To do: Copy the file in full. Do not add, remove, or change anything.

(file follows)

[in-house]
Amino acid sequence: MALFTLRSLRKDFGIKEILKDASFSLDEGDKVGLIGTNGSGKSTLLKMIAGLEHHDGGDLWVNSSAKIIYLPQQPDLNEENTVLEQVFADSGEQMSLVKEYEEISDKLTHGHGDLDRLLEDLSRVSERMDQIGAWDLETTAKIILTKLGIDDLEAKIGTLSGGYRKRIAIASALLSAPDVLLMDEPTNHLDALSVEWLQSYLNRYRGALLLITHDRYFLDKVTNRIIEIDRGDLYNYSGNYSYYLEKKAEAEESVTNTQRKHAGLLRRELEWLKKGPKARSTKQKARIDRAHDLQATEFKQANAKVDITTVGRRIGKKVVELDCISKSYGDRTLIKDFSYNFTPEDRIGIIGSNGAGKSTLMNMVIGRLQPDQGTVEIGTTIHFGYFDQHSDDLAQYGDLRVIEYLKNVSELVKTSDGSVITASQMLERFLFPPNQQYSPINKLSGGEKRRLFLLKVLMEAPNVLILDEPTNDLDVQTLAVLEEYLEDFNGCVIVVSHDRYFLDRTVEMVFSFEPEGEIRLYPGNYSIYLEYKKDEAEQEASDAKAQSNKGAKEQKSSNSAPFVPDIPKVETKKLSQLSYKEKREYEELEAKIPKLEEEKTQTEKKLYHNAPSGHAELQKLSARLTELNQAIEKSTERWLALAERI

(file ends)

[in-house]
Amino acid sequence: MALFTLRSLRKDFGIKEILKDASFSLDEGDKVGLIGTNGSGKSTLLKMIAGLEHHDGGDLWVNSSAKIIYLPQQPDLNEENTVLEQVFADSGEQMSLVKEYEEISDKLTHGHGDLDRLLEDLSRVSERMDQIGAWDLETTAKIILTKLGIDDLEAKIGTLSGGYRKRIAIASALLSAPDVLLMDEPTNHLDALSVEWLQSYLNRYRGALLLITHDRYFLDKVTNRIIEIDRGDLYNYSGNYSYYLEKKAEAEESVTNTQRKHAGLLRRELEWLKKGPKARSTKQKARIDRAHDLQATEFKQANAKVDITTVGRRIGKKVVELDCISKSYGDRTLIKDFSYNFTPEDRIGIIGSNGAGKSTLMNMVIGRLQPDQGTVEIGTTIHFGYFDQHSDDLAQYGDLRVIEYLKNVSELVKTSDGSVITASQMLERFLFPPNQQYSPINKLSGGEKRRLFLLKVLMEAPNVLILDEPTNDLDVQTLAVLEEYLEDFNGCVIVVSHDRYFLDRTVEMVFSFEPEGEIRLYPGNYSIYLEYKKDEAEQEASDAKAQSNKGAKEQKSSNSAPFVPDIPKVETKKLSQLSYKEKREYEELEAKIPKLEEEKTQTEKKLYHNAPSGHAELQKLSARLTELNQAIEKSTERWLALAERI